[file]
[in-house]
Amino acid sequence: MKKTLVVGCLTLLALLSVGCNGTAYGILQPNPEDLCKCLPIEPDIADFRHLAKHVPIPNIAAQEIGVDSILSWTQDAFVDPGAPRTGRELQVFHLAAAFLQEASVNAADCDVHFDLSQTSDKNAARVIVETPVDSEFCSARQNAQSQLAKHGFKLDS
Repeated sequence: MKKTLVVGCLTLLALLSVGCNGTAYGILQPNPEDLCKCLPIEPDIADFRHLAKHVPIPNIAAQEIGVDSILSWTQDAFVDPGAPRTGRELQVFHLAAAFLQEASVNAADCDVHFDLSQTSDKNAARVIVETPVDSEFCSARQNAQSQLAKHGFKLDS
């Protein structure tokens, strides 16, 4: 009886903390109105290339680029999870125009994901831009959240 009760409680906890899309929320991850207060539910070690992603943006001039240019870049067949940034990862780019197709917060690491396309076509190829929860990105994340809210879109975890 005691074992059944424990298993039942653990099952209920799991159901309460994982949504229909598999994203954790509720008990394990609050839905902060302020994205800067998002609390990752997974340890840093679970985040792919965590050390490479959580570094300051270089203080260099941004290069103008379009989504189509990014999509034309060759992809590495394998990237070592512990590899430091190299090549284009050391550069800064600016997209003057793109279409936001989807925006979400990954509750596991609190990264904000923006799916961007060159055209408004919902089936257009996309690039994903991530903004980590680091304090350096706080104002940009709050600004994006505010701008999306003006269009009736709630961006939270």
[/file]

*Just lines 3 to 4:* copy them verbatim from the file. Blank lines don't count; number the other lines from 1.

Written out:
Repeated sequence: MKKTLVVGCLTLLALLSVGCNGTAYGILQPNPEDLCKCLPIEPDIADFRHLAKHVPIPNIAAQEIGVDSILSWTQDAFVDPGAPRTGRELQVFHLAAAFLQEASVNAADCDVHFDLSQTSDKNAARVIVETPVDSEFCSARQNAQSQLAKHGFKLDS
């Protein structure tokens, strides 16, 4: 009886903390109105290339680029999870125009994901831009959240 009760409680906890899309929320991850207060539910070690992603943006001039240019870049067949940034990862780019197709917060690491396309076509190829929860990105994340809210879109975890 005691074992059944424990298993039942653990099952209920799991159901309460994982949504229909598999994203954790509720008990394990609050839905902060302020994205800067998002609390990752997974340890840093679970985040792919965590050390490479959580570094300051270089203080260099941004290069103008379009989504189509990014999509034309060759992809590495394998990237070592512990590899430091190299090549284009050391550069800064600016997209003057793109279409936001989807925006979400990954509750596991609190990264904000923006799916961007060159055209408004919902089936257009996309690039994903991530903004980590680091304090350096706080104002940009709050600004994006505010701008999306003006269009009736709630961006939270």